“I knew we would be, essentially, alone.”
That’s what Ayanna Pressley, the Democratic nominee for Massachusetts 7th Congressional District, told her supporters Tuesday night at the IBEW Local 126 in Dorchester.
“I knew we would find no favor with the Democratic establishment,” Pressley continued. “I knew that we would have to fight for every dollar, every volunteer, every door, every vote.”
Earlier in the evening, at 8pm, the polls closed for the contest between Pressley and 10-term incumbent Mike Capuano. National and local TV cameras stood ready and folding tables were cluttered with journalists; still, spreads of cupcakes and hors d’oeuvres remained uneaten in the mostly-empty hall. There were about as many reporters prowling, snapping photos, or typing away, as there were volunteers.
By 8:30pm, the room started to fill. One of Pressley’s media consultants remarked with a heightened seriousness, “It’s gonna be close,” anticipating a late night. Over the next hour, with results and supporters trickling in, the air in the room sparked with tension and, over time, a crowd began to gather; suddenly, Pressley’s campaign felt far from a lonely enterprise, but became itself a community.
The coverage on this congressional race often flattens a complex array of issues to make sense of Pressley’s win. As the New York Times wrote, Tuesday’s result represented a victory by the “insurgent left” over the “Democratic establishment.” In reporting the campaign in this way, the Times collapsed much of the nuanced difference between candidates into simple dichotomies like left vs. moderate and establishment insider vs. new blood.
But while Pressley did outflank Capuano to the left on a couple of policies—like the abolition of ICE—Capuano holds a decades-long, undeniable record of reliably progressive positions. Similarly, while not a Washington politician, Pressley is by no means new to public life; this time last year, she was an incumbent City Councilor pulling in more than 50,000 votes.
If this election wasn’t won on leftist politics or disgust with establishment insiders, then why and how did Pressley win? One answer might be the nominee’s ability to inspire volunteers.
Anthony Davis, Jr. a recent graduate from Maryland, traveled all the way to Boston to help out in the final stretch.
“This is the only majority-minority district in the entire state and it has someone who doesn’t understand their lives, and the experiences that they’re having and living representing them,” Davis said. He then recounted a conversation with an “older, mid-sixties couple” who were planning to vote Capuano as recently as Monday.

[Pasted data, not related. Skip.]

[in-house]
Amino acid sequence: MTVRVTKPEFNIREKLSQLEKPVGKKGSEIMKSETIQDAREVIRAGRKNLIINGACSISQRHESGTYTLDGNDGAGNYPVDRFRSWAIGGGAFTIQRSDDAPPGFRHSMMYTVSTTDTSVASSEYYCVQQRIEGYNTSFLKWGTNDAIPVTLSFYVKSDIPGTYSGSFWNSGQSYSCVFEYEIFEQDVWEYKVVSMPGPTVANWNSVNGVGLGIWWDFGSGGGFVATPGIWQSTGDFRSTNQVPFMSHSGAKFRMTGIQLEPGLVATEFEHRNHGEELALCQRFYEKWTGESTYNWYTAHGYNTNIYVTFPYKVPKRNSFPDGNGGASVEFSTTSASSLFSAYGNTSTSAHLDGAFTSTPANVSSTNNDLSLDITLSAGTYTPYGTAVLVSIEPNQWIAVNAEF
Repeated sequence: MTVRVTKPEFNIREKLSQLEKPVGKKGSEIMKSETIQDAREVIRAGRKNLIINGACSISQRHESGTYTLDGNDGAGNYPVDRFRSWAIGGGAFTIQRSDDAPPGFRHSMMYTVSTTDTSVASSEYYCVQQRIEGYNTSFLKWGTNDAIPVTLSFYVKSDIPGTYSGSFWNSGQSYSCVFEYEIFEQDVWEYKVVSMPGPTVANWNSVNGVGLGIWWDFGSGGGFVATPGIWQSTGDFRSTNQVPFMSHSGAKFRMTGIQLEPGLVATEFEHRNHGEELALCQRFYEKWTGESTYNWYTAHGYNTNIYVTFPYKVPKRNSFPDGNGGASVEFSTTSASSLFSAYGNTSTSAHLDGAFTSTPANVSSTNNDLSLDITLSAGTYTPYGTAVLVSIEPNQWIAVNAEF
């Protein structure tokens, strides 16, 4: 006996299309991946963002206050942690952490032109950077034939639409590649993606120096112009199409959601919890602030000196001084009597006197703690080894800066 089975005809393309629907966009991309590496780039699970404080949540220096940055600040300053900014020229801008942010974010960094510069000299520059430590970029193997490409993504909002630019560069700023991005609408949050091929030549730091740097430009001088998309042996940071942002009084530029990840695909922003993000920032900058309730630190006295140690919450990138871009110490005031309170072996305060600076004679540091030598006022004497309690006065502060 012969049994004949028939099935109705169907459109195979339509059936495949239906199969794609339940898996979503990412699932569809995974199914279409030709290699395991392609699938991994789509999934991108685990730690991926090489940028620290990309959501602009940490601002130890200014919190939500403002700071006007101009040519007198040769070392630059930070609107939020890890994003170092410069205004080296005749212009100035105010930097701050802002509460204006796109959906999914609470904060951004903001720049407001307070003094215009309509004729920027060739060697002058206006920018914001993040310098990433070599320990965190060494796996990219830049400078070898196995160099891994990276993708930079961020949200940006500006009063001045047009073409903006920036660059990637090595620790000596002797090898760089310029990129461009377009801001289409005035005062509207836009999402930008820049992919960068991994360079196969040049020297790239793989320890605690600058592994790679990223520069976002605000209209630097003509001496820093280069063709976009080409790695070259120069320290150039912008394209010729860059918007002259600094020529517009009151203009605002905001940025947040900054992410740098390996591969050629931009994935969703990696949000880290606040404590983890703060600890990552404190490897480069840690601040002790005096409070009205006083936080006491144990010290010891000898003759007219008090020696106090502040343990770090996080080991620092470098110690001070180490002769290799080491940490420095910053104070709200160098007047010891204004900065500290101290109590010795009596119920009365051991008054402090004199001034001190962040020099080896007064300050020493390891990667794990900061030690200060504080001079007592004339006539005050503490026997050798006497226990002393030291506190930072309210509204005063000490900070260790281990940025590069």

“So we proceed to have a 30-minute conversation… They wanted to go with tradition, they wanted to go with what made them feel comfortable, but I’m like, ‘Why not be on the side of history? Why not take a risk with someone who looks like you, who’s been through the things that you’ve dealt with, and who understands you?’”
What finally convinced the couple, according to Davis, had to do with both Pressley’s life experiences—“being a sexual assault survivor on a college campus, having a father being in the prison system”—and the campaign’s hustle. Davis said he asked the couple, “When is the last time Capuano has been to your door? Or sent a representative to your door? Or sent any staff to any community events in Dorchester? … And when’s the last time you saw Ayanna?”
Solomon Steen, a volunteer and Public Policy Director for the Young Democrats of Massachusetts, spoke about Pressley’s attention not just to geographic communities, but also communities of activists. Hearing Pressley speak at events like the Racial Justice Forum led him to believe that “she’s really listening to activists in a way that you usually don’t see politicians do because there’s no electoral dividend to spending time with these really niche individuals.”
Activist-turned-Chelsea-city-councilor Damali Vidot was particularly inspired by Pressley’s message and described communication style as key to the campaign: “Every time I heard her speak I was ready to kill turfs for her. And I have leg issues and I was ready to go!” Vidot lights up when comparing Pressley to typical politicians: “It’s not the regular, ‘oh-how-you-doin’ type vibe. It’s about being able to connect with people from all walks of life … it’s personal, it’s intimate.”
Besides individual volunteers, Pressley’s campaign was supported by interest groups like Indivisible Somerville, who were also drawn to her messaging. Morgan Simko, a leader in the group, said, “We want to have someone who is speaking on behalf of all the constituents. Not that Capuano hasn’t done that, but we strongly believe that Ayanna can do that even better.”
(Full disclosure: I voted for Pressley because, after meeting her on Mass Ave, I, too, was convinced by the importance of personal life experiences to her policy ideas, by her magnetic style of speaking, and, simply, by the fact that she showed up in Cambridge.)
Just after 9pm, giant screens showed Capuano conceding and the entire room—friends, supporters, and volunteers—erupted with emotion. The election was ultimately called much earlier in the night than anyone had expected.
I caught up with Davis again to ask how he felt.
“This is a crazy moment right now,” he told me. “I’ll be honest, as a person of color, I have so much pride right now because not only are we sending another person of color to the Congress, but we are sending the first woman of color to Congress from Massachusetts.”
Less than two and a half hours after the polls closed, people were trickling home. The speed with which the race had been called, and with which Capuano conceded, for Davis, gestured at bigger forces.
“For it to happen so quickly, completely shocked me,” he said. “Change cannot wait. Change cannot wait this time.”